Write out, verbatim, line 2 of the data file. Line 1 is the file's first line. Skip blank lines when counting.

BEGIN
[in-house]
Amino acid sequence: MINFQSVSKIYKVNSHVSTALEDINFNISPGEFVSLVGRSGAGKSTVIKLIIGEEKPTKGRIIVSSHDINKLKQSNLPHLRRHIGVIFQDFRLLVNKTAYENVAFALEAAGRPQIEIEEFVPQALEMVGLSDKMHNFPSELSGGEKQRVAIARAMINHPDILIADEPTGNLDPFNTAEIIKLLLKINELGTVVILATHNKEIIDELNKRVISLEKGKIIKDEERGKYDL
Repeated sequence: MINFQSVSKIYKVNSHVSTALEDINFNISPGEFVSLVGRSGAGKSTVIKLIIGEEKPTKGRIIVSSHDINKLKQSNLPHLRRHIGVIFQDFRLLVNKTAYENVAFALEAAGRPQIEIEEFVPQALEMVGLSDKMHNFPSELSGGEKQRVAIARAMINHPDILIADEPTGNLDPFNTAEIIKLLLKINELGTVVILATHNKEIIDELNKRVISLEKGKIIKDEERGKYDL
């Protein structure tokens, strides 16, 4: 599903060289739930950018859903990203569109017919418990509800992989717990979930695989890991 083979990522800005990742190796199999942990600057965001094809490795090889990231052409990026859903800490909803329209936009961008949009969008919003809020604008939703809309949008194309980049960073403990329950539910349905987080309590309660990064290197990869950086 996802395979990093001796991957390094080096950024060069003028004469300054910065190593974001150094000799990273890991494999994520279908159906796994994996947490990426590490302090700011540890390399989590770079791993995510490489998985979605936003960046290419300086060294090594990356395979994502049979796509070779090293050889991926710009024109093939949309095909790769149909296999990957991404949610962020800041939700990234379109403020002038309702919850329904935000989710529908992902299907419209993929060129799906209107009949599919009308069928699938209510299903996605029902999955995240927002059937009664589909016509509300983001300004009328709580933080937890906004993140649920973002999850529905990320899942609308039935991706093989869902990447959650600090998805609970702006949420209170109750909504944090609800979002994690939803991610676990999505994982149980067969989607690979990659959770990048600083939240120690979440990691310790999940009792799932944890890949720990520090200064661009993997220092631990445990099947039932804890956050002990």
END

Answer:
Amino acid sequence: MINFQSVSKIYKVNSHVSTALEDINFNISPGEFVSLVGRSGAGKSTVIKLIIGEEKPTKGRIIVSSHDINKLKQSNLPHLRRHIGVIFQDFRLLVNKTAYENVAFALEAAGRPQIEIEEFVPQALEMVGLSDKMHNFPSELSGGEKQRVAIARAMINHPDILIADEPTGNLDPFNTAEIIKLLLKINELGTVVILATHNKEIIDELNKRVISLEKGKIIKDEERGKYDL